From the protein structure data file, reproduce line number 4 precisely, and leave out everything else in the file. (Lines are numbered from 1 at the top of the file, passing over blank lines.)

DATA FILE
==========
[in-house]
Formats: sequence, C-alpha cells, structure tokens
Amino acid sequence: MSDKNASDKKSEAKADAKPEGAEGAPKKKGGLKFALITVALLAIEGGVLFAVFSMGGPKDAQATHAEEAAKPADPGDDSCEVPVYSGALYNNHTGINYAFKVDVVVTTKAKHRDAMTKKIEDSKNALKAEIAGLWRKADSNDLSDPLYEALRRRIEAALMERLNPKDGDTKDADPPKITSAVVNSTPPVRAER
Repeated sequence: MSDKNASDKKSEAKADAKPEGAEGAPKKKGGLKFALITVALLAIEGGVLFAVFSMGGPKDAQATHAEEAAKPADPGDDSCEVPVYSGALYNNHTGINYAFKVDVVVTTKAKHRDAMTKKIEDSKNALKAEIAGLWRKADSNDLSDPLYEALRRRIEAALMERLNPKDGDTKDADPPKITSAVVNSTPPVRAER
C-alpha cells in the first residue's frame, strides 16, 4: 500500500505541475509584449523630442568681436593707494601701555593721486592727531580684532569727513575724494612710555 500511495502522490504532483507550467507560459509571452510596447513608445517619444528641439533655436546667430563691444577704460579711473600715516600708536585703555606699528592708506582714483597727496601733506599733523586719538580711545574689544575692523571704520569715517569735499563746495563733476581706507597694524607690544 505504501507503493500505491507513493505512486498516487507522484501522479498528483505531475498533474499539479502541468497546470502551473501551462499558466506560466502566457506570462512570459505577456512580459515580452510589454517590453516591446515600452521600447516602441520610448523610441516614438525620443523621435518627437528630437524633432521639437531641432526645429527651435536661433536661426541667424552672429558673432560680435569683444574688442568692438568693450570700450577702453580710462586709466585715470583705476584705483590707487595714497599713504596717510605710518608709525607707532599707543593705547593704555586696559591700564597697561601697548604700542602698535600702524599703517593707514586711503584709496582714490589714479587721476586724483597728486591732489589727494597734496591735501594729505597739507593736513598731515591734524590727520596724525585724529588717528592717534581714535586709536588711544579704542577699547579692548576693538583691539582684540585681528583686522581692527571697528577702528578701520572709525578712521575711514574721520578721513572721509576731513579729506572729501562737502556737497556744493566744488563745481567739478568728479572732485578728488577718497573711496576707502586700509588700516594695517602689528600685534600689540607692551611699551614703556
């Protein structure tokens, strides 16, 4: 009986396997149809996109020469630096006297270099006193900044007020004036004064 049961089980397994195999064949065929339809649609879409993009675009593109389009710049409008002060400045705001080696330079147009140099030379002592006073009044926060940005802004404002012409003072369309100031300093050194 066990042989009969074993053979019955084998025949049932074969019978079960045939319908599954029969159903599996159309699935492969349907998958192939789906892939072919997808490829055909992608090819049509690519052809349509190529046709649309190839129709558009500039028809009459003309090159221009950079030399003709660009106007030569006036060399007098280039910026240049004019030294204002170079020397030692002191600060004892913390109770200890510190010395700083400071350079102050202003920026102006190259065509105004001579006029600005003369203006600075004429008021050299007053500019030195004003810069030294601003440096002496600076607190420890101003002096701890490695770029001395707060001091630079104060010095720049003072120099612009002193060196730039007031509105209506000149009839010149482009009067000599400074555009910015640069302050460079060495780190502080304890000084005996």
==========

Repeated sequence: MSDKNASDKKSEAKADAKPEGAEGAPKKKGGLKFALITVALLAIEGGVLFAVFSMGGPKDAQATHAEEAAKPADPGDDSCEVPVYSGALYNNHTGINYAFKVDVVVTTKAKHRDAMTKKIEDSKNALKAEIAGLWRKADSNDLSDPLYEALRRRIEAALMERLNPKDGDTKDADPPKITSAVVNSTPPVRAER